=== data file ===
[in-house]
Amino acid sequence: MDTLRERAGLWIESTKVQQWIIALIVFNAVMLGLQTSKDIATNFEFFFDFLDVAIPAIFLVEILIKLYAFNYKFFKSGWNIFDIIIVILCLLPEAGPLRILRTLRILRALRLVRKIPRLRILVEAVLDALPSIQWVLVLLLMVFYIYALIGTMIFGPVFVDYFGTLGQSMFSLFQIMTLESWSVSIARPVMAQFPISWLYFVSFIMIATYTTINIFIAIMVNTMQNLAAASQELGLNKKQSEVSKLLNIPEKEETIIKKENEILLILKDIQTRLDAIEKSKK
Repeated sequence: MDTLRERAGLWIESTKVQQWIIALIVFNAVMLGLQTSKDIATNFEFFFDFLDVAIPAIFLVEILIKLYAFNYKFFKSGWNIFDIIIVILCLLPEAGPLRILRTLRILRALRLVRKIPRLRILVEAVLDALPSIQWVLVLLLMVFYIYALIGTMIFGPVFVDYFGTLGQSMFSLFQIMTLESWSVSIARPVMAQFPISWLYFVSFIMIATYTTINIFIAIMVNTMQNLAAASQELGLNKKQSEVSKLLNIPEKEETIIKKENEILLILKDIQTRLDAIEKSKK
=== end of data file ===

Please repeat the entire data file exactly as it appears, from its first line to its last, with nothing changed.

[in-house]
Amino acid sequence: MDTLRERAGLWIESTKVQQWIIALIVFNAVMLGLQTSKDIATNFEFFFDFLDVAIPAIFLVEILIKLYAFNYKFFKSGWNIFDIIIVILCLLPEAGPLRILRTLRILRALRLVRKIPRLRILVEAVLDALPSIQWVLVLLLMVFYIYALIGTMIFGPVFVDYFGTLGQSMFSLFQIMTLESWSVSIARPVMAQFPISWLYFVSFIMIATYTTINIFIAIMVNTMQNLAAASQELGLNKKQSEVSKLLNIPEKEETIIKKENEILLILKDIQTRLDAIEKSKK
Repeated sequence: MDTLRERAGLWIESTKVQQWIIALIVFNAVMLGLQTSKDIATNFEFFFDFLDVAIPAIFLVEILIKLYAFNYKFFKSGWNIFDIIIVILCLLPEAGPLRILRTLRILRALRLVRKIPRLRILVEAVLDALPSIQWVLVLLLMVFYIYALIGTMIFGPVFVDYFGTLGQSMFSLFQIMTLESWSVSIARPVMAQFPISWLYFVSFIMIATYTTINIFIAIMVNTMQNLAAASQELGLNKKQSEVSKLLNIPEKEETIIKKENEILLILKDIQTRLDAIEKSKK